The Police Courts of Victorian London were open to the public (as magistrates courts are today) but it is rare that we get any sense of what those attending thought of the decision-making they saw there. Occasionally the members of the press recorded laughter – often in response to ignorant or ‘stupid’ comments made by a defendant to in reaction to a regional accent, in a rather dismissive (one might say) metropolitan way.
Presumably the audience (if we may call them that) did voice opinions on those being heard and one those presenting evidence for or against them. The courts were full of humour but also misery and despair; so we can except our ancestors to have reacted in very human ways to the stories that unfolded before them.
In March 1877 a young woman – a servant girl – was brought before the magistrate at Hammersmith charged with theft. Elizabeth Houghton was accused of stealing from her master Charles Levy, a merchant living in Linden Gardens, Bayswater.
Elizabeth was accused of taking several items but her ‘crime’ had come to light when a laundress, to whom she had taken her clothes to wash, found an apron that appeared to have been cut out of a sheet belong to the Levy household.
Elizabeth, when questioned by Mrs Levy, denied the apron was hers and insisted that if it had got into her belongings it could only be because someone had put it with the intention of ‘getting her into trouble’.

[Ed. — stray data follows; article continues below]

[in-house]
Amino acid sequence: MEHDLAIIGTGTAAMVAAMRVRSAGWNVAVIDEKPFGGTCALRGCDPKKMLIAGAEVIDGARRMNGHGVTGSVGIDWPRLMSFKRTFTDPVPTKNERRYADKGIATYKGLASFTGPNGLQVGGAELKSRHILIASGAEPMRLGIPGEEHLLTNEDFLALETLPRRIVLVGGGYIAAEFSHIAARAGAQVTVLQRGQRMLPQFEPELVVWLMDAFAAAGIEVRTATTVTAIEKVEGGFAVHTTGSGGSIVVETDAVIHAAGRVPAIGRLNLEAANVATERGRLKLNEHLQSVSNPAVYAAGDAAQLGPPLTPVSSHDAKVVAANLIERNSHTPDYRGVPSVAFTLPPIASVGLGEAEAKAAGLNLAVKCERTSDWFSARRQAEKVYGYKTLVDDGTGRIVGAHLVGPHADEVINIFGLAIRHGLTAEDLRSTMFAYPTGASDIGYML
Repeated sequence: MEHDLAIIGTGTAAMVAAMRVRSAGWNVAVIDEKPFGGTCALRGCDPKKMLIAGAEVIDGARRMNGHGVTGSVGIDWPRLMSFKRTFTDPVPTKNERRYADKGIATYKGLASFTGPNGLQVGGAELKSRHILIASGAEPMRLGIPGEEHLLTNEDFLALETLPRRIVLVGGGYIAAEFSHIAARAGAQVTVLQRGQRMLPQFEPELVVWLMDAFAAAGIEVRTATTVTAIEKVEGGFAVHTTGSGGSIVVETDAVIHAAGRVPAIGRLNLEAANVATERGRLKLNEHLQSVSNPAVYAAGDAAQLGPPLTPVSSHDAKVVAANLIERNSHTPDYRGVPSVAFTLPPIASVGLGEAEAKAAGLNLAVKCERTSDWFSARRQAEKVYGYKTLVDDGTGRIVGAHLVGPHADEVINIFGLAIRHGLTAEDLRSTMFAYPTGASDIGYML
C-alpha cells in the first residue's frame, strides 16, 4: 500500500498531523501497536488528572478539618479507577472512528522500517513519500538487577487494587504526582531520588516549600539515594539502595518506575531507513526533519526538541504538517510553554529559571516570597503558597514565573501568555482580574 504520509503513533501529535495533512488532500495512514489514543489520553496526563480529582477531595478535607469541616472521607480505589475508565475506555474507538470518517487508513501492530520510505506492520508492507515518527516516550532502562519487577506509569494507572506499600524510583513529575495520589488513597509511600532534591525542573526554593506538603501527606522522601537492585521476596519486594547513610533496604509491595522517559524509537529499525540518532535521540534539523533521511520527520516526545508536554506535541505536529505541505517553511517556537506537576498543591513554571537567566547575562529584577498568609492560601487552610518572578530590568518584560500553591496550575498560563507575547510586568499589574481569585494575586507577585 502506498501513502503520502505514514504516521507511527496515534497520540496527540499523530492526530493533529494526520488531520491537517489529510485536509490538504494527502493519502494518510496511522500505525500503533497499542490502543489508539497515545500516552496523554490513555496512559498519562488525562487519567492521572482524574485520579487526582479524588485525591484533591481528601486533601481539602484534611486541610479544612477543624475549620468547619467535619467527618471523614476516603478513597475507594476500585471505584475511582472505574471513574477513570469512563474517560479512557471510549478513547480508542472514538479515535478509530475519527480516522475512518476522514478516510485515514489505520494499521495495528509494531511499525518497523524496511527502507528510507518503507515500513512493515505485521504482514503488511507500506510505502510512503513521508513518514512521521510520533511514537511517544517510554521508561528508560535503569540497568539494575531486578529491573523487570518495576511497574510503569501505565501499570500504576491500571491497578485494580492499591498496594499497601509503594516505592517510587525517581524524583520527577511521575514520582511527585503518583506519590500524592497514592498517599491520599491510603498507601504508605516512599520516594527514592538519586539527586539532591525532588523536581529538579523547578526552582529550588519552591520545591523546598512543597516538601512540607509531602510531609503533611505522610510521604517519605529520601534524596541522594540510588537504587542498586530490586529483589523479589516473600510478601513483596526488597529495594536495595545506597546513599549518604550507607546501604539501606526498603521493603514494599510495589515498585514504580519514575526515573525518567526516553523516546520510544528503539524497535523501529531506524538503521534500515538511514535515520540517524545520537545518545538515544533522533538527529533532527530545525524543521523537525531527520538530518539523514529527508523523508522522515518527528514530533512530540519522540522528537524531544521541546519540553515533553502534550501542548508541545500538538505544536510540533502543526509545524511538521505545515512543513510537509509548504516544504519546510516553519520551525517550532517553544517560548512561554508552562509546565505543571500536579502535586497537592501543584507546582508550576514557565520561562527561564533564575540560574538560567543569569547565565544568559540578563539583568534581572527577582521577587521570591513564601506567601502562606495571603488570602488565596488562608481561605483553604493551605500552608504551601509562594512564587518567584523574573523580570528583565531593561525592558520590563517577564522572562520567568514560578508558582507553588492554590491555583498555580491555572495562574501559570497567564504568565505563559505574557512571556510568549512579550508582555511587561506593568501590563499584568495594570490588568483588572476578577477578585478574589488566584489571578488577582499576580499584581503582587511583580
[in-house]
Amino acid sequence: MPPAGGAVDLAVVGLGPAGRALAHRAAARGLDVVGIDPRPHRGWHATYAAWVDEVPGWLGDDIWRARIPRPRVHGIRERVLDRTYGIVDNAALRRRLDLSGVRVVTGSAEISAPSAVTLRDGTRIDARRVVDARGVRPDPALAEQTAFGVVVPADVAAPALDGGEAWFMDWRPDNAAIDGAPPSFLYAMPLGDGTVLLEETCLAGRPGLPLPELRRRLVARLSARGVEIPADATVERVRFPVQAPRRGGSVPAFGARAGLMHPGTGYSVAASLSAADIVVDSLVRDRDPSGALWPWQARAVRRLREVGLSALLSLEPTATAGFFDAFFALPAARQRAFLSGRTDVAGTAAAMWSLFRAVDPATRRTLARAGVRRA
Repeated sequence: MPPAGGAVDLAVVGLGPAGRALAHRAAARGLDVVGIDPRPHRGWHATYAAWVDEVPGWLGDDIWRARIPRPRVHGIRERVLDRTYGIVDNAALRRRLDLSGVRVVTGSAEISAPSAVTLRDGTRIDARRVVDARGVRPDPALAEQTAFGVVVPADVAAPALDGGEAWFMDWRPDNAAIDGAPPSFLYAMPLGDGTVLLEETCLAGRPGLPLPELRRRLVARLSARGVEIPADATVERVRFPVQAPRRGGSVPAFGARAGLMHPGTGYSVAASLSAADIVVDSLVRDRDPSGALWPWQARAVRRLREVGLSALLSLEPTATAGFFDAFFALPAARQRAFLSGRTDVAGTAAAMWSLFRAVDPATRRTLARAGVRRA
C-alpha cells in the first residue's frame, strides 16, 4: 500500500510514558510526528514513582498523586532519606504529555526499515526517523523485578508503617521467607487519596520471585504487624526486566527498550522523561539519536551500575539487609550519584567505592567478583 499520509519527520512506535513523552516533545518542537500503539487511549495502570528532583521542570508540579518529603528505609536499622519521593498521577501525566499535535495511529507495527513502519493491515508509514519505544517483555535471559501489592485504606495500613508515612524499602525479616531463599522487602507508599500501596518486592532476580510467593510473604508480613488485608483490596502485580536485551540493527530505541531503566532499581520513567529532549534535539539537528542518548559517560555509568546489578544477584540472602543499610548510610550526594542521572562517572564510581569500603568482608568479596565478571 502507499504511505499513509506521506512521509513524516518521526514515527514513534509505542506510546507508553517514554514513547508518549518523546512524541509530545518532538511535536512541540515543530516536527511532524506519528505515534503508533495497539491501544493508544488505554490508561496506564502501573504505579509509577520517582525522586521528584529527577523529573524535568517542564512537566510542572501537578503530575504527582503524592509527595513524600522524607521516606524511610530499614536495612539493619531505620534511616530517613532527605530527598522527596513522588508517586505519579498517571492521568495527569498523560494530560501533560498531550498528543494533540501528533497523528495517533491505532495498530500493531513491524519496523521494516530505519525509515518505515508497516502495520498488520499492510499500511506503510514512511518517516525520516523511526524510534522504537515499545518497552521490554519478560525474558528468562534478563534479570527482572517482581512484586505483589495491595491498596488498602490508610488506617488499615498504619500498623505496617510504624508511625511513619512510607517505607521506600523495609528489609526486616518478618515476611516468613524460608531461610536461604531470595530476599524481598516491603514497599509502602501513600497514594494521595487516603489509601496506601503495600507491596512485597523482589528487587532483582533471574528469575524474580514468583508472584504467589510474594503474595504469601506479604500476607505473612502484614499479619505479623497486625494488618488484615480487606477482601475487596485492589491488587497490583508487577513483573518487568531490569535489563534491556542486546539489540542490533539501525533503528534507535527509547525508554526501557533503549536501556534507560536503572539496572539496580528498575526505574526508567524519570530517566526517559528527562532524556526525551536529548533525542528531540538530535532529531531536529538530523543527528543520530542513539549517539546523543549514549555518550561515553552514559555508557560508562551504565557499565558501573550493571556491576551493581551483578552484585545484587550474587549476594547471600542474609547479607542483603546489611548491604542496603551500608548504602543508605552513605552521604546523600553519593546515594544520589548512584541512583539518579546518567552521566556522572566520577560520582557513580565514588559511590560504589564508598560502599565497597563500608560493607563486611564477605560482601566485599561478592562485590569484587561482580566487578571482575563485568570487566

A few days later (perhaps on account of the apron) Elizabeth left the Levy’s service, although it is not made clear whether she went voluntarily or was dismissed. It was not uncommon for servants to be ‘let go’ without references if they were discovered to be stealing; after all, it was much easier than taking them to court.
As Elizabeth prepared to leave however, Mrs Levy searched her employee’s possessions (without asking and without her being in attendance). This was a mistake on the part of the merchant’s wife, as we shall see.
In a small box belonging to Elizabeth were found ‘two black feathers, a fan holder and pieces of a sheet’. All of these, Mrs Levy said, belonged not to Elizabeth but to her. Mrs Levy was ‘examined at some length’ by the magistrate and she was adamant that she had purchased the feathers and the fan holder at a shop in Westbourne Grove.
It seemed clear then, that either Elizabeth had indeed pinched the items or someone, perhaps a fellow servant, was attempting to frame her for the thefts.
In court Elizabeth had a legal representative, Mr Claydon, who spoke up for her. He said that in defence, Elizabeth was ‘a very young girl, and up to this time had borne an irreproachable character’. He added that it would have been much better for everyone if Mrs Levy had either searched the girl’s effects in Elizabeth’s presence or, better still, had waited for the police to deal with the accusation.
He went on to state that Elizabeth claimed that the feathers were of ‘a common kind’, and her own property. As for the fan holder, it was a present from her sister and he produced Elizabeth’s mother who swore that was the truth. There was, he finished, no proof that the apron had not been added to the girl’s clothes by mistake or misdirection.
Mr Paget, the sitting magistrate, agreed. He had listened to Mrs Levy’s evidence but was clearly unimpressed. He said he thought it ‘would be useless to send the prisoner for trail, and discharged her’; Elizabeth was free to go.
At this the court broke into spontaneous applause.
[from The Morning Post, Thursday, March 22, 1877]